In a rather surprising move that has many webstandards advocates pleasantly surprised Microsoft today reversed it's decision to require idiotic superfluous tags to make IE behave.
We've decided that IE8 will, by default, interpret web content in the most standards compliant way it can. This decision is a change from what we’ve posted previously.
Developers who want their pages shown using IE8's 'IE7 Standards mode' will need to request that explicitly (using the http header/meta tag approach described here).
From: Microsoft's Interoperability Principles and IE8
So incompetent webauthors still have the option to force IE 8 to behave like a backwards browser* (IE 7) while the rest of the rest of the forward looking web can enjoy better pages with more support for standards and no useless code. At least in theory, Microsoft had promised huge leaps in standards support for IE 7 and failed to deliver on that so who knows what IE 8 will actually bring.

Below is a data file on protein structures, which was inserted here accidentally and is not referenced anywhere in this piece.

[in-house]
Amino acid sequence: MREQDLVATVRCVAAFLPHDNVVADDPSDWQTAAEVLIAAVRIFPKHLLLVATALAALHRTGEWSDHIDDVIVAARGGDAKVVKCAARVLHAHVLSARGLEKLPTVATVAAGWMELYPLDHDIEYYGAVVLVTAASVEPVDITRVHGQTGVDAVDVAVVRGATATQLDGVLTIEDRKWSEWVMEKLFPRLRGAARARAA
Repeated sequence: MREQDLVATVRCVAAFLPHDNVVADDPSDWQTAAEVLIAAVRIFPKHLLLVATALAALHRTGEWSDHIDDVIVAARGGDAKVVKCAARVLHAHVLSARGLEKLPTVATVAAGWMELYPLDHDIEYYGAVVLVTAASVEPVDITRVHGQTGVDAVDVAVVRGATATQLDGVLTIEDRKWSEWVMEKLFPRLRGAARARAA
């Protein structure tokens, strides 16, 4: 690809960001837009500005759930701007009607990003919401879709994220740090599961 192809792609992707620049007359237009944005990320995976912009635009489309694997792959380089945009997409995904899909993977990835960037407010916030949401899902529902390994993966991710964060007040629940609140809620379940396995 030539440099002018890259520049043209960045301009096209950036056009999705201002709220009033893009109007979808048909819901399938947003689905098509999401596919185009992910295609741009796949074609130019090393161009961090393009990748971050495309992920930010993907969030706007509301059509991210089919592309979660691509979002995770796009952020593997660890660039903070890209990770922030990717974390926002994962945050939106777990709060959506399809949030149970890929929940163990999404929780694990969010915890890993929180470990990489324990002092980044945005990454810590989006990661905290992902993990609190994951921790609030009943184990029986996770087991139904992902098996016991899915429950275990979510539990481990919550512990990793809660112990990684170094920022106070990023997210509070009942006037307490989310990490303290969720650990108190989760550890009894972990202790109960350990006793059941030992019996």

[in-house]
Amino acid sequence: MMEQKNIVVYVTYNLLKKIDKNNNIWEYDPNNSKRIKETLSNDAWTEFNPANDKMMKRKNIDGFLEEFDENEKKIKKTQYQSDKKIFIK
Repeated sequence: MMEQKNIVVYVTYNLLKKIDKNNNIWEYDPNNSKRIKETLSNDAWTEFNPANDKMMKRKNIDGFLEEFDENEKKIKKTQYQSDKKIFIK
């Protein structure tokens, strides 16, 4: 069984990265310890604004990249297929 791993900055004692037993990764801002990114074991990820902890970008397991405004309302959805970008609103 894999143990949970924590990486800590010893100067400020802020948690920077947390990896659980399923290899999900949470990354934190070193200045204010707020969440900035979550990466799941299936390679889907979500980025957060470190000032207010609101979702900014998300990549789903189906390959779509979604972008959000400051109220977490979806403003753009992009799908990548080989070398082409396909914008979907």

It's a good thing that Microsoft reversed it's misplaced "solution"
but forgive me if I'm being a bit skeptical of the end results until I actually see them in a shipping product.
Roger Johansen has a nice summary and the comments are worth a read as well.
*) I'm betting that a lot of CMS
's will default to this state of affairs.